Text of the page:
Right-wing media expressed outrage over the Obama campaign's use of flag imagery in a campaign poster. But this is not unique to the Obama campaign: a modified American flag was used as a banner for Abraham Lincoln's 1860 presidential campaign.
Right-wing media are acting as de facto political advisers for Mitt Romney's presidential campaign, offering the candidate an array of advice that includes replacing his staffers, finding "his inner pit bull," and talking more about his faith.
Right-wing media have seized on the performance of a Chinese song by pianist Lang Lang at a recent state dinner as an "anti-American" slight against the U.S. In reality, Lang said he picked the song "for no other reason but for the beauty of its melody," and one expert on Chinese culture called it "nutty" to suggest that Lang's performance was somehow "anti-American."
I know, I said I try to ignore this "war on Christmas" nonsense, but National Review's Jay Nordlinger apparently took my prediction that Armstrong Williams had written the dumbest passage of the week as a challenge.
Some have said, "You just can't find cards that say 'Merry Christmas.' It gets harder and harder." I know. Kind of like trying to find products not made in China (for who's to say whether they come from laogai, the gulag?). I gave up on the China front long ago. Shameful, I know. But have you ever tried to buy an umbrella not made in China? Also, globalization has done wonders for the average Chinese, gulag or no gulag. Kind of a thorny, upsetting issue.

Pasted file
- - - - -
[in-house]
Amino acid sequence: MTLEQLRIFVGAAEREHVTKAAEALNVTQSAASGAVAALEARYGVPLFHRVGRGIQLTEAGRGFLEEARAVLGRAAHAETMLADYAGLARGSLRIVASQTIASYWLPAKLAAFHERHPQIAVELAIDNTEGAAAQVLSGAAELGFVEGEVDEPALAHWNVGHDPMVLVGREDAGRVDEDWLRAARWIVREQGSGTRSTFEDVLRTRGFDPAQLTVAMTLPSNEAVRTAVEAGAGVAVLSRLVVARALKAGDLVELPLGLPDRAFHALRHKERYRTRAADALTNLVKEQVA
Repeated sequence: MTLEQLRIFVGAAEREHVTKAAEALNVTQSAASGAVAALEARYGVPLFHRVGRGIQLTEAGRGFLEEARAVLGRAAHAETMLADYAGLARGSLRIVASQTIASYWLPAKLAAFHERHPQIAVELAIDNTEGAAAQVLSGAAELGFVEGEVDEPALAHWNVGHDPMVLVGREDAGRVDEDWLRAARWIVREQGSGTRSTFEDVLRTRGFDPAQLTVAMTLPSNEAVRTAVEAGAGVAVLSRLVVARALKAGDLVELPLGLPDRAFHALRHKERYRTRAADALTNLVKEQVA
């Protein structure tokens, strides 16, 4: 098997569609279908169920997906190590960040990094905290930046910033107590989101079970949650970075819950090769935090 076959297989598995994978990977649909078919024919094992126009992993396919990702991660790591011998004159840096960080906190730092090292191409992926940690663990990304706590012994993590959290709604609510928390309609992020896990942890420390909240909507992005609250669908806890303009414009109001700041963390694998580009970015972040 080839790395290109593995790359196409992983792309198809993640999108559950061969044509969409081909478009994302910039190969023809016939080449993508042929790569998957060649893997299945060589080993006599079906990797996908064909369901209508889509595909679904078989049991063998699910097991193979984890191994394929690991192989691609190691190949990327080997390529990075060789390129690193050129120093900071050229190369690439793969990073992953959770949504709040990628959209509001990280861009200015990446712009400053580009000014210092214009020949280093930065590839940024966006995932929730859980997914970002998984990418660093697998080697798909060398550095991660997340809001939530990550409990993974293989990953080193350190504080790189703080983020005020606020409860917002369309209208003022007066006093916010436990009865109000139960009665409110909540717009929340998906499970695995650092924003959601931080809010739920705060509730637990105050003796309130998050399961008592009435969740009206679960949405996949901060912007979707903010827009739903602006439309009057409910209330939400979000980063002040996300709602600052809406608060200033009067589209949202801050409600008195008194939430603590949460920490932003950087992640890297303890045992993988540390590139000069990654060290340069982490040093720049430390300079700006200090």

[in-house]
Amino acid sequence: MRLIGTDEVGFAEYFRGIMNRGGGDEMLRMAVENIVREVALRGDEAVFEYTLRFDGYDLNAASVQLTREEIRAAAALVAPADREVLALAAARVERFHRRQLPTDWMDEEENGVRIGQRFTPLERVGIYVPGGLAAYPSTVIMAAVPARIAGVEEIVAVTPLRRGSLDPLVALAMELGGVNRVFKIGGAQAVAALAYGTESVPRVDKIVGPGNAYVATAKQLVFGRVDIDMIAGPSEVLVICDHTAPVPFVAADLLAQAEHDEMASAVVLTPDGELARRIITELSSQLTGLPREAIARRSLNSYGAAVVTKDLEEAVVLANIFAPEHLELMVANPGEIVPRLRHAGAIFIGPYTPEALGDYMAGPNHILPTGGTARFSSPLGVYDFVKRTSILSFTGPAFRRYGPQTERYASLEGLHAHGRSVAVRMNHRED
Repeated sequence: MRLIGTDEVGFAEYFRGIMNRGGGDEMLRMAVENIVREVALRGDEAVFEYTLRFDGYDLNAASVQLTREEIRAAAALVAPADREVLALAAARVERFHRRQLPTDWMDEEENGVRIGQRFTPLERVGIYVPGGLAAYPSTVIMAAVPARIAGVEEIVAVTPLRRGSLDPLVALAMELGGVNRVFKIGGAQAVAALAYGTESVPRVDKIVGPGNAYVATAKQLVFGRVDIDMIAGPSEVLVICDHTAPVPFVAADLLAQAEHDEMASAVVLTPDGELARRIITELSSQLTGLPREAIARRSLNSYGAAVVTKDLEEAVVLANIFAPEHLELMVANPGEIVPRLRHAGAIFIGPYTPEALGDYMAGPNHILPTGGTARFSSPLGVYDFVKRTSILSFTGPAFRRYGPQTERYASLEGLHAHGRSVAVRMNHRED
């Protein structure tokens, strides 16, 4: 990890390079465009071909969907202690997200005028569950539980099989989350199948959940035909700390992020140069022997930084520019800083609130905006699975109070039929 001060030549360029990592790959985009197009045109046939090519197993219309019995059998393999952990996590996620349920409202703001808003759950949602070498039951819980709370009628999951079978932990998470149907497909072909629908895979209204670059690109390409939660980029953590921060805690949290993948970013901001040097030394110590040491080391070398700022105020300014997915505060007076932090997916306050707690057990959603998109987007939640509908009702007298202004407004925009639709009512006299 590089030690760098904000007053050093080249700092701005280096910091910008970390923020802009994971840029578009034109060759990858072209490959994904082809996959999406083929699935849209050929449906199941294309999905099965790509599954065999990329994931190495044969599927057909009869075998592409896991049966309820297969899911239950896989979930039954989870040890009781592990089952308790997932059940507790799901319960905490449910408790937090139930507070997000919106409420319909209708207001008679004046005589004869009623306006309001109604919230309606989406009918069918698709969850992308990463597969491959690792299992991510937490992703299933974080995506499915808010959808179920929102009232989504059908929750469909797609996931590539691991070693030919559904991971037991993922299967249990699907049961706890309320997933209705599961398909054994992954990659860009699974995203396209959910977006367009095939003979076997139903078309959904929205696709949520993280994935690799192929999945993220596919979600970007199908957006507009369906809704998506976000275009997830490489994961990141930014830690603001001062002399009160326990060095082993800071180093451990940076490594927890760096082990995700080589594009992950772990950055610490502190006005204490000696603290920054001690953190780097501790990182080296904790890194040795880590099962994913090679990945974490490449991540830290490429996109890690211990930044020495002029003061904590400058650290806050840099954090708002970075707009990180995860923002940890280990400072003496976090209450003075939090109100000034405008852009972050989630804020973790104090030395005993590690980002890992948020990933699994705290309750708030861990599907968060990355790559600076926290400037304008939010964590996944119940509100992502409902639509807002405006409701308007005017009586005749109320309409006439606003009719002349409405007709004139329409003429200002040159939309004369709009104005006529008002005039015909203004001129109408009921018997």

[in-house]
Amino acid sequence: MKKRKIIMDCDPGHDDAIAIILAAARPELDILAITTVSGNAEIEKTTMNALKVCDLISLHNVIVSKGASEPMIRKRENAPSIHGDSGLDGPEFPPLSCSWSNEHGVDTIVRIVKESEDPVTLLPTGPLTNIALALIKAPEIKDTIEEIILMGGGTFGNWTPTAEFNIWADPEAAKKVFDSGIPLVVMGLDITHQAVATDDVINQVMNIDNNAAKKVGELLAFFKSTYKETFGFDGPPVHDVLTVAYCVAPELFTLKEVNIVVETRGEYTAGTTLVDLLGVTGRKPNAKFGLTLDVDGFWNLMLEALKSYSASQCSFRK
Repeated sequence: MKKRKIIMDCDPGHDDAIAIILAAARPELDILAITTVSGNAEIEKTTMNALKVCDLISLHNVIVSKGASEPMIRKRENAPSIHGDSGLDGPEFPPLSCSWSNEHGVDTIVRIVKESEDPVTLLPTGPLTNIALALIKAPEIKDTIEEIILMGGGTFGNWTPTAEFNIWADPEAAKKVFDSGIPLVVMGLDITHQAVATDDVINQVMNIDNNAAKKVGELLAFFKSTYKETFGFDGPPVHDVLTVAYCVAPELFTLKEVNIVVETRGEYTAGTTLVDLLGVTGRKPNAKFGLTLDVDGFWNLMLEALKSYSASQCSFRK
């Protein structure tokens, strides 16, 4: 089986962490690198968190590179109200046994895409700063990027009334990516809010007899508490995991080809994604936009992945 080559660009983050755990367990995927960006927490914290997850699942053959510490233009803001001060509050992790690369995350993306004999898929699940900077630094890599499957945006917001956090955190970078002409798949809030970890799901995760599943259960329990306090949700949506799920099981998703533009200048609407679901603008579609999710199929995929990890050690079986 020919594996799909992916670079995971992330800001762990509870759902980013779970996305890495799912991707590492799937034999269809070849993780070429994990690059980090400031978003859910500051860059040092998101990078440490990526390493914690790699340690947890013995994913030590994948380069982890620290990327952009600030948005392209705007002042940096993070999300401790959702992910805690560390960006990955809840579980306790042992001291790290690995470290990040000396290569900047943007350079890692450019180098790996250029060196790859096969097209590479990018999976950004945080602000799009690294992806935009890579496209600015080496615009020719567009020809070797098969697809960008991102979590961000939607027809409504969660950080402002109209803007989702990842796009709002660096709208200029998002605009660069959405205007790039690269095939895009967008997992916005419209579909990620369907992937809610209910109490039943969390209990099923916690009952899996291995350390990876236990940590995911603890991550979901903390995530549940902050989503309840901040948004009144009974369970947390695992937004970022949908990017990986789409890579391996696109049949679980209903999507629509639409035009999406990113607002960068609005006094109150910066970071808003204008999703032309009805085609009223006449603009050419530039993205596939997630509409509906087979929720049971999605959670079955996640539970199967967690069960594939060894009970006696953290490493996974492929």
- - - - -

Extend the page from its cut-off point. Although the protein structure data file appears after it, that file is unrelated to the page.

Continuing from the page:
I gave up on the "Merry Christmas" front too, where cards are concerned. I just get a pretty card that says "Seasons Greetings" or "Whass Happenin' on the Holidays?" or whatever. Life's too short to hunt down "Merry Christmas."
Now: What is the most famous greeting card maker in the world? Hallmark, right? So upon reading of Nordlinger's struggles hunting down a card reading "Merry Christmas," I typed www.hallmark.com into my browser, and within seven seconds was looking at dozens and dozens of Christmas cards.
I do not believe Jay Nordlinger is actually too dumb to be able to find greeting cards reading "Merry Christmas." I think it's far more likely that Jay Nordlinger is the kind of person who would lie about how hard it is to find such a card in hopes of stoking culture-war resentment.
Isn't it great that we have people like Jay Nordlinger to remind us what Christmas is all about -- by telling lies and encouraging anger and resentment and strife? I'd like to send Nordlinger a card in recognition of his efforts, but it really is hard to find one reading "Stop lying."